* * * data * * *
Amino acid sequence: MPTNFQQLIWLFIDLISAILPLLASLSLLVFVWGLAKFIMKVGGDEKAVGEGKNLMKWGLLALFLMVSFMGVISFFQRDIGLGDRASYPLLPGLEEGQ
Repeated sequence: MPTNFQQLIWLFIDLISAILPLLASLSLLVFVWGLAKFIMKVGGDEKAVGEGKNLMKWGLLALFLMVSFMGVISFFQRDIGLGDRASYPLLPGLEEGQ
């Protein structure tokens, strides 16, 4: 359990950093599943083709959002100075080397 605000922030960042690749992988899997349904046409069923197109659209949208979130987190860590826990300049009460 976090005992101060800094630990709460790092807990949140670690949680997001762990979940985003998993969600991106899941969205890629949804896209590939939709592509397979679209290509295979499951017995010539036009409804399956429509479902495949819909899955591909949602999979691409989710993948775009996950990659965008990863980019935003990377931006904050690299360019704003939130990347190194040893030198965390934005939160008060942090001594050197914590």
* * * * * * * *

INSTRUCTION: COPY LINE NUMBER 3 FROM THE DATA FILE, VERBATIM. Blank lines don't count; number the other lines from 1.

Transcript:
């Protein structure tokens, strides 16, 4: 359990950093599943083709959002100075080397 605000922030960042690749992988899997349904046409069923197109659209949208979130987190860590826990300049009460 976090005992101060800094630990709460790092807990949140670690949680997001762990979940985003998993969600991106899941969205890629949804896209590939939709592509397979679209290509295979499951017995010539036009409804399956429509479902495949819909899955591909949602999979691409989710993948775009996950990659965008990863980019935003990377931006904050690299360019704003939130990347190194040893030198965390934005939160008060942090001594050197914590």